President Trump’s 2018 budget proposal details many federal programs he’d like to cut.
But his budget figures don’t jive with his policies because of something called “dynamic scoring.”
For example, Mr. Trump’s treasury secretary, Steven Mnuchin, wants to reduce the US business tax rate from 35% to 15%, but the White House’s budget projects tax receipts to increase every year from 2017 to 2027.
If businesses across the country are going to be paying less in taxes, how can the federal government collect more in taxes each year?
This discrepancy in budget projection figures is due to dynamic scoring, an accounting method that surprisingly has no standard methodology. Dynamic scoring is the practice of projecting the financial effects that a policy will have on the budget while taking into account different factors such as business and consumer behaviour.
It can be used for relatively simple calculations, such as how raising the sales tax on a particular item will affect its sales. But it gets more complex when trying to project the cost of, say, cutting federal taxes.
On its face, cutting federal taxes leaves the government with less money in its pockets. But it’s possible that if US businesses keep that money thanks to a lower tax burden, more Americans may end up with jobs. And if more Americans have jobs, the government’s tax base grows, potentially making up for the lost revenue from the tax cut.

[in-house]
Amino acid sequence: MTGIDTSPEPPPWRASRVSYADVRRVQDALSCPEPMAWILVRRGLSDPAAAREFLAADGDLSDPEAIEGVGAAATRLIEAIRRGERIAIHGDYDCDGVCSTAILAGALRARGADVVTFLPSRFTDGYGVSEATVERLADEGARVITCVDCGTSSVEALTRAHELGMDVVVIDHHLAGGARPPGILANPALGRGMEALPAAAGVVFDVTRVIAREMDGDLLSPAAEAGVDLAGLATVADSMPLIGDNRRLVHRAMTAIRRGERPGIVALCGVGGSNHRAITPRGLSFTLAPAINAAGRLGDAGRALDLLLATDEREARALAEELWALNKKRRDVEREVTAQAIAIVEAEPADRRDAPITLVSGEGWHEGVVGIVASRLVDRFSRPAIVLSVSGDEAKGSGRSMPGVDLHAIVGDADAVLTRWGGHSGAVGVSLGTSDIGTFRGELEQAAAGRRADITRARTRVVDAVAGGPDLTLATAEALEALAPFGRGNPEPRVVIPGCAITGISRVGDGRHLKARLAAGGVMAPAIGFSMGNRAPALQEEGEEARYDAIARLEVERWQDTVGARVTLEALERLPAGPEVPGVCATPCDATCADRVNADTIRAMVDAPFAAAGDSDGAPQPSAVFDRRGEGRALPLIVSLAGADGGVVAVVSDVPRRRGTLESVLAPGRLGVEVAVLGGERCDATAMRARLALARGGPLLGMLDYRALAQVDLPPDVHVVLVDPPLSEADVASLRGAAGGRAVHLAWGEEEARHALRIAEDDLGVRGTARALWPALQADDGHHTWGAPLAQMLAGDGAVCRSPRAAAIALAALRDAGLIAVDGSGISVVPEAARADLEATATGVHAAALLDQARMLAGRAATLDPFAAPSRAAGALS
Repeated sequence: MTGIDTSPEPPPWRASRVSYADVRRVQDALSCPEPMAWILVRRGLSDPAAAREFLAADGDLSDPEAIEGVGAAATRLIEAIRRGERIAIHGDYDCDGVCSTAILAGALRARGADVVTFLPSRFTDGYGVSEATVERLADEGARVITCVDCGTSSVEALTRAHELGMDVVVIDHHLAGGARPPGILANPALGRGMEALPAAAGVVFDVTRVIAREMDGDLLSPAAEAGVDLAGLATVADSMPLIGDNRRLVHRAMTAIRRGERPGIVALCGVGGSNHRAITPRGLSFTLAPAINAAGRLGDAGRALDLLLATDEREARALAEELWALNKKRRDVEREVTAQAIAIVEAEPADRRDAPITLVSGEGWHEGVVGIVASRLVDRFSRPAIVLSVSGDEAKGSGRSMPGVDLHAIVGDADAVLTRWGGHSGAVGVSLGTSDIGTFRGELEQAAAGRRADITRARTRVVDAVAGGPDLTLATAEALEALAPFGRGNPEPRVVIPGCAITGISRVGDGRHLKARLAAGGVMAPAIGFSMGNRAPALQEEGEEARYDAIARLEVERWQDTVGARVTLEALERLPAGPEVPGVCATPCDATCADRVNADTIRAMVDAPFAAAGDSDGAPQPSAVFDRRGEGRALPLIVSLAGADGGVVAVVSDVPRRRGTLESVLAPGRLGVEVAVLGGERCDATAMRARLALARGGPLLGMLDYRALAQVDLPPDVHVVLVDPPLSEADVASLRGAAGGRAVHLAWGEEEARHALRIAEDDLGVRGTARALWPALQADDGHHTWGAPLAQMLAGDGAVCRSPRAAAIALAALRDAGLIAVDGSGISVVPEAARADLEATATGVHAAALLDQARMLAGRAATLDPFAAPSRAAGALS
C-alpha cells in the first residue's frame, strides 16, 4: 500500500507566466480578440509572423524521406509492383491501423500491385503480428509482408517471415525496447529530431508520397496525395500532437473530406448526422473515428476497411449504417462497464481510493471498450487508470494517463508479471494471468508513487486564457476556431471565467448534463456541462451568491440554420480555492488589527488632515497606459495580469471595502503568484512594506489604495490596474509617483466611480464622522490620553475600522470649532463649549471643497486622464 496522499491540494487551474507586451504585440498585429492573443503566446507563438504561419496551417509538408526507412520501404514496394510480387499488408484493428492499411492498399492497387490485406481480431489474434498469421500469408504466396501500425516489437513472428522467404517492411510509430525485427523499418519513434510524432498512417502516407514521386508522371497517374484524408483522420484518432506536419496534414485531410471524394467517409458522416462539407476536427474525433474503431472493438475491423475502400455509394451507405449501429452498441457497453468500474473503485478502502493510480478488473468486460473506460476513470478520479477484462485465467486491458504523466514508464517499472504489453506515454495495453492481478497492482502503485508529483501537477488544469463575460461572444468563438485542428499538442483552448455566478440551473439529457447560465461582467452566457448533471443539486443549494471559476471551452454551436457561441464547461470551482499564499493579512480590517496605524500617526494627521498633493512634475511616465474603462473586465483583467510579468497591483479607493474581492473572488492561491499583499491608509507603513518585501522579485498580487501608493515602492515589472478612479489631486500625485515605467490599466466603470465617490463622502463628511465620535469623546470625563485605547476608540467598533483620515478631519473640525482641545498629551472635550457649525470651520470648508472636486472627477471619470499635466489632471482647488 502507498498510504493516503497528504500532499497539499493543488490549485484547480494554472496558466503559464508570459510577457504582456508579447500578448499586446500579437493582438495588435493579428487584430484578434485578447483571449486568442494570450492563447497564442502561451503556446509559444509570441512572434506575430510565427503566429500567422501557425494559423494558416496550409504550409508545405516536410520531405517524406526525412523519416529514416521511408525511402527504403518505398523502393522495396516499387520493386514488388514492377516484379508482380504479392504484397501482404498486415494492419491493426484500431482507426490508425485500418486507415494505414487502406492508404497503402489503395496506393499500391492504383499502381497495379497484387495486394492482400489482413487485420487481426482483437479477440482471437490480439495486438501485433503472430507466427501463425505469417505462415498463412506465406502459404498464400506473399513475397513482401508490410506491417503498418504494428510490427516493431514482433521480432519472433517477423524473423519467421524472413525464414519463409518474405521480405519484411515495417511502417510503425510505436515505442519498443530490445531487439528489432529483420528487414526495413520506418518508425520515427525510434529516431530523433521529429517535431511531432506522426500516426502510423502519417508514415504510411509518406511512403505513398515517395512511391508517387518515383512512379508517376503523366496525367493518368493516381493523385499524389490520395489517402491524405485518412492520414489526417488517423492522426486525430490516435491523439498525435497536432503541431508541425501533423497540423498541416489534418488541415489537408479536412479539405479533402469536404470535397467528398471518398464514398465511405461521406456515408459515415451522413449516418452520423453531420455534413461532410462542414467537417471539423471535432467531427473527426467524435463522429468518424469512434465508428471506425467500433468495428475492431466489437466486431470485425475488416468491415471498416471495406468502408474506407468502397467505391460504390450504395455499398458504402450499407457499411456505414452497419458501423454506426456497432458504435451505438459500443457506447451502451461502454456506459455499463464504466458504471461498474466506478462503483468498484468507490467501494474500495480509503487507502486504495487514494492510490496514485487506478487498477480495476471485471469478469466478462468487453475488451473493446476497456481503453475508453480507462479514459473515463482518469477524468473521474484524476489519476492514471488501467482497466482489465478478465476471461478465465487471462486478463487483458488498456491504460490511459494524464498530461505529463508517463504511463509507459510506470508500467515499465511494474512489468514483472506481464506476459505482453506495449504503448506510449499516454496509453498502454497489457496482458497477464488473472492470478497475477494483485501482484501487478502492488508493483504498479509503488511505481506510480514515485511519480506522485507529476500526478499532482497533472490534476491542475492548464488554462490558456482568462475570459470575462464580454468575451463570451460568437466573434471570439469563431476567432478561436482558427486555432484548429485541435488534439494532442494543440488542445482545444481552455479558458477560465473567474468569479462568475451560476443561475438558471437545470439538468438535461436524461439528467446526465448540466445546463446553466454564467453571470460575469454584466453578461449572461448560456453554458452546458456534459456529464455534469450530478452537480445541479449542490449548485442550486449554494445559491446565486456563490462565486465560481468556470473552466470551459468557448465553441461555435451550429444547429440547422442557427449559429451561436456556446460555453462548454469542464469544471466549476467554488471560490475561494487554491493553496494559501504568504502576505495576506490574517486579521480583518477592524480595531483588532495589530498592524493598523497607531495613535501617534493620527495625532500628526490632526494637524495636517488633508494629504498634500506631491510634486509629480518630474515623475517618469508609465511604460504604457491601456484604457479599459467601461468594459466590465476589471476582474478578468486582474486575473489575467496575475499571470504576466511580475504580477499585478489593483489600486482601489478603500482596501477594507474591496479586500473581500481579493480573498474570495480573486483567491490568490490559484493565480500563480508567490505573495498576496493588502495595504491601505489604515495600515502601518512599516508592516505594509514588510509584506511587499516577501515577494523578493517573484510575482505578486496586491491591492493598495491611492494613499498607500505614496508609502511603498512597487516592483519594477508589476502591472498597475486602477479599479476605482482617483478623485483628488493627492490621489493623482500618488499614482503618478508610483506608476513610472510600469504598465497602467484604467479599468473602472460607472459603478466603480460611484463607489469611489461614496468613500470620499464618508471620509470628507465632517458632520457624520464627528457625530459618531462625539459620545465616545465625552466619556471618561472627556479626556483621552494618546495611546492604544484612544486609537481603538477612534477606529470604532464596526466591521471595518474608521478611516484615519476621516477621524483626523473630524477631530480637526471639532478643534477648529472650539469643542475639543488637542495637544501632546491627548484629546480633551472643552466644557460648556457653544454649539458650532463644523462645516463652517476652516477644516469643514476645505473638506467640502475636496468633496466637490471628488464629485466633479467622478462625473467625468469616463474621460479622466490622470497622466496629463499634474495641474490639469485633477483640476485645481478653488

Dynamic scoring is the practice of projecting out those events and factoring them into budget analysis, which is also known as budget scoring.
Standards? What standards?
The Congressional Budget Office began using dynamic scoring in 2015, but some people think establishing a standard methodology is crucial for dynamic scoring to work.
“If ‘dynamic scoring’ means that Congress can use any macroeconomic model it wants, then we are thrown back 100 or 150 years in terms of the rigour of our thinking,” writes Simon Johnson in a post for the Tax Policy Center.
Johnson formerly served on the CBO’s panel of economic analysis but was not involved in budget scoring.
Having no standard methodology for this type of budget scoring also means that think tanks and other partisan groups can tinker with their projections until they are left with an outcome they want.
“There are too many models with a very wide variety of assumptions and implications,” Johnson says. “It is not exactly true that you can find a model that will support any claims, but this is sometimes uncomfortably close to the truth.”
For this reason, dynamic scoring has become another issue dividing Washington politicians along party lines. Congressional Republicans have voiced their approval for the practice, while Democrats generally oppose it.
In his days as the House Budget Committee chairman, Paul Ryan was a proponent of dynamic scoring. “What we want to do is change our measurement,” said Ryan. “People say it’s dynamic scoring. I really call it reality-based scoring.”
Many Democrats stand firmly against the practice, citing the possibilities for inaccuracy.
One major critic is Vermont Sen. Bernie Sanders. In 2015, he made clear his distaste for this type of budget scoring.
“The basic problem with what the right-wing economists call ‘dynamic scoring’ is that it requires the CBO to count hypothetical growth as additional revenue,” Sanders said. “That means counting the chickens before they hatch.”
Before dynamic scoring was invented, the standard was static scoring, which omits macroeconomic projections by assuming the GDP will remain unchanged by budgetary policy.
Though that assumption is undeniably flawed, static scoring offers greater simplicity and transparency, because if everyone is using the same methodology, no one can mess with the number to get a desired outcome.
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